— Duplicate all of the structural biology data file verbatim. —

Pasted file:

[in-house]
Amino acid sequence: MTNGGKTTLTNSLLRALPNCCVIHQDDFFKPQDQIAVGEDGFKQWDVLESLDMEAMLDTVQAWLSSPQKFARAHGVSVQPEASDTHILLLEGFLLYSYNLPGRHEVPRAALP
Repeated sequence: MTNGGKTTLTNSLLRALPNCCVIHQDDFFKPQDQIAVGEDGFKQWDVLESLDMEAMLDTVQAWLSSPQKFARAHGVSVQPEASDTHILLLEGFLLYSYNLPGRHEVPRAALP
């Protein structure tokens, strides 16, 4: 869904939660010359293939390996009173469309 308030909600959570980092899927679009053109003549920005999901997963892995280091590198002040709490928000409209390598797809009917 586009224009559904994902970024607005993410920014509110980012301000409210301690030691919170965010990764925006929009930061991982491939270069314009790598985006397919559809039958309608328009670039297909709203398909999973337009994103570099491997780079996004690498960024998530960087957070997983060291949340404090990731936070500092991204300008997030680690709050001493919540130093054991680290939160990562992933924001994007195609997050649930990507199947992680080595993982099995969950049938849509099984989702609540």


[in-house]
Amino acid sequence: MTNGGKTTLTNSLLRALPNCCVIHQDDFFKPQDQIAVGEDGFKQWDVLESLDMEAMLDTVQAWLSSPQKFARAHGVSVQPEASDTHILLLEGFLLYSYNLPGRHEVPRAALP
Repeated sequence: MTNGGKTTLTNSLLRALPNCCVIHQDDFFKPQDQIAVGEDGFKQWDVLESLDMEAMLDTVQAWLSSPQKFARAHGVSVQPEASDTHILLLEGFLLYSYNLPGRHEVPRAALP
């Protein structure tokens, strides 16, 4: 869904939660010359293939390996009173469309 308030909600959570980092899927679009053109003549920005999901997963892995280091590198002040709490928000409209390598797809009917 586009224009559904994902970024607005993410920014509110980012301000409210301690030691919170965010990764925006929009930061991982491939270069314009790598985006397919559809039958309608328009670039297909709203398909999973337009994103570099491997780079996004690498960024998530960087957070997983060291949340404090990731936070500092991204300008997030680690709050001493919540130093054991680290939160990562992933924001994007195609997050649930990507199947992680080595993982099995969950049938849509099984989702609540």